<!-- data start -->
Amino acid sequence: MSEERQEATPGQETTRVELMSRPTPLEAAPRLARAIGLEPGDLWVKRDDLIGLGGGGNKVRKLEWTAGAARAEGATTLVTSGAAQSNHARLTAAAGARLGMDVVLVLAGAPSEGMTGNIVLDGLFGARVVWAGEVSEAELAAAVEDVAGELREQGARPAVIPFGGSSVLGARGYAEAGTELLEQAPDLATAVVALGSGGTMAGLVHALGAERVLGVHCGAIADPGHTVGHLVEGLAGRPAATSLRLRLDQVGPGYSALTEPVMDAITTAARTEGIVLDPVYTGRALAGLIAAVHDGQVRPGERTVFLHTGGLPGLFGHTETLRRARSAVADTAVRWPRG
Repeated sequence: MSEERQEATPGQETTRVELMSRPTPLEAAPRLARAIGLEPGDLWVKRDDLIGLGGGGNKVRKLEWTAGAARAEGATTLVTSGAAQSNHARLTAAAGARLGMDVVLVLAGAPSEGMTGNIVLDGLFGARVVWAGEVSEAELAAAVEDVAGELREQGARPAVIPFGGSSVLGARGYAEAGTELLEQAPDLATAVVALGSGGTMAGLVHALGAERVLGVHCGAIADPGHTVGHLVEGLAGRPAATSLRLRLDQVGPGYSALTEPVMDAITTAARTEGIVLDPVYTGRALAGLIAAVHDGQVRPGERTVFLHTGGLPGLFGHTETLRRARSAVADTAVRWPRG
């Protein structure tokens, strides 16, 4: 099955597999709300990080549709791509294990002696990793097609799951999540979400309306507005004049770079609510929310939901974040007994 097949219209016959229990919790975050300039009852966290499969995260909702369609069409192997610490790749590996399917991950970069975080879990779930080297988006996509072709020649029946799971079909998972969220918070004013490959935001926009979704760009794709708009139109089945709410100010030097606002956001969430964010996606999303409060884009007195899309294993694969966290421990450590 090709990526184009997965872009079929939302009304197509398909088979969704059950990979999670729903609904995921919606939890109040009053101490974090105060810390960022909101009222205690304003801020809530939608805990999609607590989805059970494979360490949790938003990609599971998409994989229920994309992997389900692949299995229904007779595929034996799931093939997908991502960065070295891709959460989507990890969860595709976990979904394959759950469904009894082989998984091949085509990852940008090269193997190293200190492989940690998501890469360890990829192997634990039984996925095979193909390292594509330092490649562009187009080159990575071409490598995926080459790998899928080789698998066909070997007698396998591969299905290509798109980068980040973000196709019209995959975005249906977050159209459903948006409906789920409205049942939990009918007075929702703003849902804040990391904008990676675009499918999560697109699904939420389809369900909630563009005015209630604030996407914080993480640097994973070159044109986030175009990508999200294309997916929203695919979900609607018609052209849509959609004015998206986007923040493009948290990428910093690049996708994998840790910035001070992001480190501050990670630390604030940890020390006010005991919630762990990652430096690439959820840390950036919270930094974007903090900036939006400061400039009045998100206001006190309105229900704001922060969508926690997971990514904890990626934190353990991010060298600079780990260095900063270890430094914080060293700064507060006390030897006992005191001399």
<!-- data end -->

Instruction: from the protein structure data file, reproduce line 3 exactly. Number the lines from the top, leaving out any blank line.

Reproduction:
């Protein structure tokens, strides 16, 4: 099955597999709300990080549709791509294990002696990793097609799951999540979400309306507005004049770079609510929310939901974040007994 097949219209016959229990919790975050300039009852966290499969995260909702369609069409192997610490790749590996399917991950970069975080879990779930080297988006996509072709020649029946799971079909998972969220918070004013490959935001926009979704760009794709708009139109089945709410100010030097606002956001969430964010996606999303409060884009007195899309294993694969966290421990450590 090709990526184009997965872009079929939302009304197509398909088979969704059950990979999670729903609904995921919606939890109040009053101490974090105060810390960022909101009222205690304003801020809530939608805990999609607590989805059970494979360490949790938003990609599971998409994989229920994309992997389900692949299995229904007779595929034996799931093939997908991502960065070295891709959460989507990890969860595709976990979904394959759950469904009894082989998984091949085509990852940008090269193997190293200190492989940690998501890469360890990829192997634990039984996925095979193909390292594509330092490649562009187009080159990575071409490598995926080459790998899928080789698998066909070997007698396998591969299905290509798109980068980040973000196709019209995959975005249906977050159209459903948006409906789920409205049942939990009918007075929702703003849902804040990391904008990676675009499918999560697109699904939420389809369900909630563009005015209630604030996407914080993480640097994973070159044109986030175009990508999200294309997916929203695919979900609607018609052209849509959609004015998206986007923040493009948290990428910093690049996708994998840790910035001070992001480190501050990670630390604030940890020390006010005991919630762990990652430096690439959820840390950036919270930094974007903090900036939006400061400039009045998100206001006190309105229900704001922060969508926690997971990514904890990626934190353990991010060298600079780990260095900063270890430094914080060293700064507060006390030897006992005191001399």